Unless a person complains of breathing difficulty or is visibly or audibly having trouble breathing, normal respiratory rates are assumed. Yet baseline resting breathing rates are handled by the autonomic nervous system and are involuntary and are often not noticed by the patient.

Paula has very abnormal motor control of breathing. Paula is not very aware of this. Paula uses accessory muscles to inhale and to exhale. Paula is not very aware of this. Paula looks like she is breathing normally, despite a very depressed breathing rate of 3 [deep] breaths per minute with active exhalation [active exhalation points to laboured breathing]. Paula does not look like she has laboured breathing. But she does. It takes a lot of extra effort for Paula to exchange normal or near normal amounts of air compared to someone with a more normal respiratory rate. Yet she does not know this. And her doctor assumes she has normal motor control of breathing, because she looks so normal. The truth is that doctors cannot tell anything about problems with the motor control of breathing because they have not studied this very much.

Early physiology pioneers found a wide range of respiratory rates in healthy adults; respiratory rates as low as 3 breathes per minute to respiratory rates as high as 30 breathes per minute.

Why would this be when we know that 12 to 16 breathes is most likely the easiest in terms of effort of the respiratory muscles and the most efficient interns of reducing dead space.

Why such a large range? And at what cost metabolically ? Especially in high C02 atmospheres or during illness and infection, sapping one’s strength and affecting the throat and the lungs.

Why have a baseline resting respiratory rate that is depressed or too fast? Why the need for accessory muscles? What is the effect on reacting quickly to carbon dioxide build-up in the blood and cells? Can a person with motor control of breathing issues adapt during illness? What if perfusion is poor, how does that affect oxygen/C02 exchange n the periphery? What if perfusion is abnormal due to cerebral vasodilation, due to C02 buildup, what are the effects then?

Hypoventilation is breathing that is too shallow or too slow to meet the needs of the body. If a person hypoventilates, the body’s carbon dioxide level rises. This causes a buildup of acid and too little oxygen in the blood. .Jan. 16, 2021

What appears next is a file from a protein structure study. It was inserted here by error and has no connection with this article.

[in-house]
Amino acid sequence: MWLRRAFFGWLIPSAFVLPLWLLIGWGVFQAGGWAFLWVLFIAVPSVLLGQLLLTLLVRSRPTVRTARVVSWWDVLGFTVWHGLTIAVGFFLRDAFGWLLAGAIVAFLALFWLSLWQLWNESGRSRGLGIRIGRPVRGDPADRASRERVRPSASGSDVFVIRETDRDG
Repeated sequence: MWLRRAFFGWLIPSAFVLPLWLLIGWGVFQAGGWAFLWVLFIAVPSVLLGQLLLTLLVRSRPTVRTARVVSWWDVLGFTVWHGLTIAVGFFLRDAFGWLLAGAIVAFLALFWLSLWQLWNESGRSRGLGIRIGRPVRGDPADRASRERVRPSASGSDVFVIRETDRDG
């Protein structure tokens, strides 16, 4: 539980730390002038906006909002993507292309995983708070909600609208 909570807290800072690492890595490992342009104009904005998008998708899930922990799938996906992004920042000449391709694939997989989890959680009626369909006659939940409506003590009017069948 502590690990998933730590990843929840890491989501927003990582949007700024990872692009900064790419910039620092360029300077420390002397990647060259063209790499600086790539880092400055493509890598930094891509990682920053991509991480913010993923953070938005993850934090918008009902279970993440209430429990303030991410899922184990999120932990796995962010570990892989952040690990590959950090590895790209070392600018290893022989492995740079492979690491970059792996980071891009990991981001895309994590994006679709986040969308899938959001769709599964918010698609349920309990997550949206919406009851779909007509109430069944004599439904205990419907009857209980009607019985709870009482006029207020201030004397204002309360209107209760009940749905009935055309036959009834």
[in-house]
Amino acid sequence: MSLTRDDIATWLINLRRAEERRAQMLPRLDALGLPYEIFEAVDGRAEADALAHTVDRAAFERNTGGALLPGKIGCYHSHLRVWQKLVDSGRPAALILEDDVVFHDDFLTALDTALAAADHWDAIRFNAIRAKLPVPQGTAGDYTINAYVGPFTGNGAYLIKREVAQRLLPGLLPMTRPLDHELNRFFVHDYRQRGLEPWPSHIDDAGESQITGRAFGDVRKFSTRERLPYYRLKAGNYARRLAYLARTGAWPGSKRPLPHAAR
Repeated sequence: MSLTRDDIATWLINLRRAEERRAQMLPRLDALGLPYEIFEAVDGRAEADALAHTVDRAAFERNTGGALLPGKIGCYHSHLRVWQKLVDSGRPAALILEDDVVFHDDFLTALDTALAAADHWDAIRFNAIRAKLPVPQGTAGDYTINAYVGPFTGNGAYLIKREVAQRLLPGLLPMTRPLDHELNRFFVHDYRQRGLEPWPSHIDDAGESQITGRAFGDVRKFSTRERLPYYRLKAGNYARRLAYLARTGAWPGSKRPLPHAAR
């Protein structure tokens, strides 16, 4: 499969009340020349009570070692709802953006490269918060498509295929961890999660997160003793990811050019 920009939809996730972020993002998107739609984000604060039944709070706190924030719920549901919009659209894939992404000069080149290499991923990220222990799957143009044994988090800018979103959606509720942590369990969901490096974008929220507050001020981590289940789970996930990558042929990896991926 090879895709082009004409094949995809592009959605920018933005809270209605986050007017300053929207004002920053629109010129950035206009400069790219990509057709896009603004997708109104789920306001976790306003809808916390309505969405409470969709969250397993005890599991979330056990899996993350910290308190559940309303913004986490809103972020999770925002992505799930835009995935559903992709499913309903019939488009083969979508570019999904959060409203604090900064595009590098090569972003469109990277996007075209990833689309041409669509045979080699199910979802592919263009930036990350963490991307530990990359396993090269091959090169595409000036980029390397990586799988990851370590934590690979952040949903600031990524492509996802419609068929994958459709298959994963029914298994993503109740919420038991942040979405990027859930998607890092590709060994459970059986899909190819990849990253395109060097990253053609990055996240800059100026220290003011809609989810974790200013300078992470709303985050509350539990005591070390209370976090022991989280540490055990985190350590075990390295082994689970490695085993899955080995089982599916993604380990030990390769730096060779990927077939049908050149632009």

Hypoventilation: MedlinePlus Medical Encyclopedia

Paula has hypoventilation as her baseline resting respiration. Did she always have it? No one knows. She doesn’t know. She does not feel hypoventilation and her hypoventilation is not at all visible.

Could her baseline resting respiratory rate have dropped [due to illness or injury] leading her to become ill and most likely hypercapnic all those years ago?

No one knows what her respiratory rate was before her illness; it may have been higher than 3 breaths per minute. Her respiratory rate has been 3 breathes per minute ever since that attack [when she and I began to measure it frequently].

The motor control of breathing can be explored through the study of respiratory rate in the various stages of adulthood. The motor control of breathing is complex yet easy to measure, by measuring baseline rate and tidal volume and minute ventilation, and if called for, by measuring PCO2 with serial arterial blood gases, especially if the patient is unwell and not themselves and experiencing adult “failure to thrive” due to hypercapnia.

Treatments exist and more treatments can be discovered….lucky for Paula and others, the effects of hypercapnia are completely reversible…unless the dose is such that you die of it.[it is an asphyxiant at high doses].

I think that there is a lot of exciting work ahead so we can answer some of these questions and possible cure patients of this reversible dementia or insanity.